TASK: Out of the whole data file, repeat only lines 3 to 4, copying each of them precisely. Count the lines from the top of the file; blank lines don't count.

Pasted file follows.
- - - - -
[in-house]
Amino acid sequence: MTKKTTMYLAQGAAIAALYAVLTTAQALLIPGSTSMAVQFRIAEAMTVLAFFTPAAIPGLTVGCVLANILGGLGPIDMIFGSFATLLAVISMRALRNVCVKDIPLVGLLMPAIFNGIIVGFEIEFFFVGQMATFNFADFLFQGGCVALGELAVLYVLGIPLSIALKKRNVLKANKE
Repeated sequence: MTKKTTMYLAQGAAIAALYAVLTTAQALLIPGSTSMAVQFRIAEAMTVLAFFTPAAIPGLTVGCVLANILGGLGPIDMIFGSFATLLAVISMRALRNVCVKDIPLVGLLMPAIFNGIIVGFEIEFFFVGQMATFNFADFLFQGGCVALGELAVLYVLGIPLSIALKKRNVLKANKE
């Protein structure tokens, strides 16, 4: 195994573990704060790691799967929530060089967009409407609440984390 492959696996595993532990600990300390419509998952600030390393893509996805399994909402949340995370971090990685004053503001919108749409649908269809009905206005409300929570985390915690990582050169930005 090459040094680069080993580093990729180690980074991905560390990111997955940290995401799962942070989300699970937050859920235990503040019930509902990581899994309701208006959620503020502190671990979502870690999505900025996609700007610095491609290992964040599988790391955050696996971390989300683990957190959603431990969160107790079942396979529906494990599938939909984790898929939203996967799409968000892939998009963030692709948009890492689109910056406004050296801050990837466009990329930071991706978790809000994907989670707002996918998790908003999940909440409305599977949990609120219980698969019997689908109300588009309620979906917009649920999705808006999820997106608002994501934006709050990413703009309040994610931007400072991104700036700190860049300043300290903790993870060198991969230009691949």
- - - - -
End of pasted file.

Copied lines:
Repeated sequence: MTKKTTMYLAQGAAIAALYAVLTTAQALLIPGSTSMAVQFRIAEAMTVLAFFTPAAIPGLTVGCVLANILGGLGPIDMIFGSFATLLAVISMRALRNVCVKDIPLVGLLMPAIFNGIIVGFEIEFFFVGQMATFNFADFLFQGGCVALGELAVLYVLGIPLSIALKKRNVLKANKE
């Protein structure tokens, strides 16, 4: 195994573990704060790691799967929530060089967009409407609440984390 492959696996595993532990600990300390419509998952600030390393893509996805399994909402949340995370971090990685004053503001919108749409649908269809009905206005409300929570985390915690990582050169930005 090459040094680069080993580093990729180690980074991905560390990111997955940290995401799962942070989300699970937050859920235990503040019930509902990581899994309701208006959620503020502190671990979502870690999505900025996609700007610095491609290992964040599988790391955050696996971390989300683990957190959603431990969160107790079942396979529906494990599938939909984790898929939203996967799409968000892939998009963030692709948009890492689109910056406004050296801050990837466009990329930071991706978790809000994907989670707002996918998790908003999940909440409305599977949990609120219980698969019997689908109300588009309620979906917009649920999705808006999820997106608002994501934006709050990413703009309040994610931007400072991104700036700190860049300043300290903790993870060198991969230009691949």